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Article
December 1991

Superior Oblique MyokymiaQuantitative Characteristics of the Eye Movements in Three Patients

Author Affiliations

From the Departments of Neurology (Drs Leigh, Tomsak, and Dell'Osso and Mr Seidman) and Ophthalmology (Dr Tomsak), Case Western Reserve University, University Hospitals, and Department of Veterans Affairs Medical Center, Cleveland, Ohio.

Arch Ophthalmol. 1991;109(12):1710-1713. doi:10.1001/archopht.1991.01080120094034
Abstract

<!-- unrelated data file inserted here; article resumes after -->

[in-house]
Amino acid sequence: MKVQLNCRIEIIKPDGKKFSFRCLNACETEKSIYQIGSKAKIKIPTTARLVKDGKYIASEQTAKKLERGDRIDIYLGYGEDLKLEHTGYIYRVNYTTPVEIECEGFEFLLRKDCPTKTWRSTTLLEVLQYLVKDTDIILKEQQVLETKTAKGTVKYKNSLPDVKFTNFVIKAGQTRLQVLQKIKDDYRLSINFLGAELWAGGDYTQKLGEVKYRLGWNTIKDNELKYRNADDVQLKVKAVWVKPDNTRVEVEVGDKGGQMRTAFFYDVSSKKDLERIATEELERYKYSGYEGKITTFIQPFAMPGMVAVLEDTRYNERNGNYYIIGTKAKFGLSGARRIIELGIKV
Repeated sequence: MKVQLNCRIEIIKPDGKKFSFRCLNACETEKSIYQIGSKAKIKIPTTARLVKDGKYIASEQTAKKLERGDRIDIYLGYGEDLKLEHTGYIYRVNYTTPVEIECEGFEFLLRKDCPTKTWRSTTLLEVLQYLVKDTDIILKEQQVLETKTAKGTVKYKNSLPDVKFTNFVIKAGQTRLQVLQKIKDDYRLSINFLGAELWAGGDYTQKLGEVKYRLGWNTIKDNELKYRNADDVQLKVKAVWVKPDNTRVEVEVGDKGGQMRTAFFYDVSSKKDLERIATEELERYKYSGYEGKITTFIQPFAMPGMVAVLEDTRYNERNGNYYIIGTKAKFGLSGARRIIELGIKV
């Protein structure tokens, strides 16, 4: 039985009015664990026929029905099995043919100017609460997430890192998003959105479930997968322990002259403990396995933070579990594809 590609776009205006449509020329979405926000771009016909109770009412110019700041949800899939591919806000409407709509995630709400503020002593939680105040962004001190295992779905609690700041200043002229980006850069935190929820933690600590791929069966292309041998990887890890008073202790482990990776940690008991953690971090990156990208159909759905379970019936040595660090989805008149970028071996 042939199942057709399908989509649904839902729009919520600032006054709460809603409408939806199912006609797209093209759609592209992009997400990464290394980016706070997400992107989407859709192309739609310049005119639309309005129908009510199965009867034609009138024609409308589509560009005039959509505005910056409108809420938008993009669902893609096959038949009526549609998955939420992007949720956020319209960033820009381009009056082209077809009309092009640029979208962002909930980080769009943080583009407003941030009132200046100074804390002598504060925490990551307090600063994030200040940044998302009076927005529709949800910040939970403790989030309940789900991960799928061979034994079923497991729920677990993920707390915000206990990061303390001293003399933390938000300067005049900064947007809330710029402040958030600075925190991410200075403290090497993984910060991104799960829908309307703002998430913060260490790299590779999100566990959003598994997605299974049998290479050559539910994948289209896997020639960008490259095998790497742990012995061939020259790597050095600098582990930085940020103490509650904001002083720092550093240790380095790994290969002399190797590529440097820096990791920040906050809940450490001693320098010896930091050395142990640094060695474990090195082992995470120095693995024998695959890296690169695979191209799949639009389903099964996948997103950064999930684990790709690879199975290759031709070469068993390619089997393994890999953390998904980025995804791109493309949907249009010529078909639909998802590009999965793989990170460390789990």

• Using the magnetic search coil technique, we measured horizontal, vertical, and torsional rotations of both eyes of two patients with idiopathic superior oblique myokymia, and of the affected eye in a third patient. Superior oblique myokymia was strictly monocular and consisted of an initial intorsion and depression of the affected eye and subsequent oscillations with torsional and vertical components. The peak-to-peak torsional and vertical amplitudes of the oscillations were less than 1°, but peak velocities frequently exceeded 4°/sec in both planes. Fourier analysis indicated two features: (1) a broad range of frequencies up to about 50 Hz, indicating irregular oscillations; and (2) a superimposed larger-amplitude oscillation in the range from 1.5 to 6 Hz. Taken with electromyographic data from other studies, these results indicate that superior oblique myokymia reflects spontaneous discharge of trochlear motor neurons that have undergone regenerative changes.

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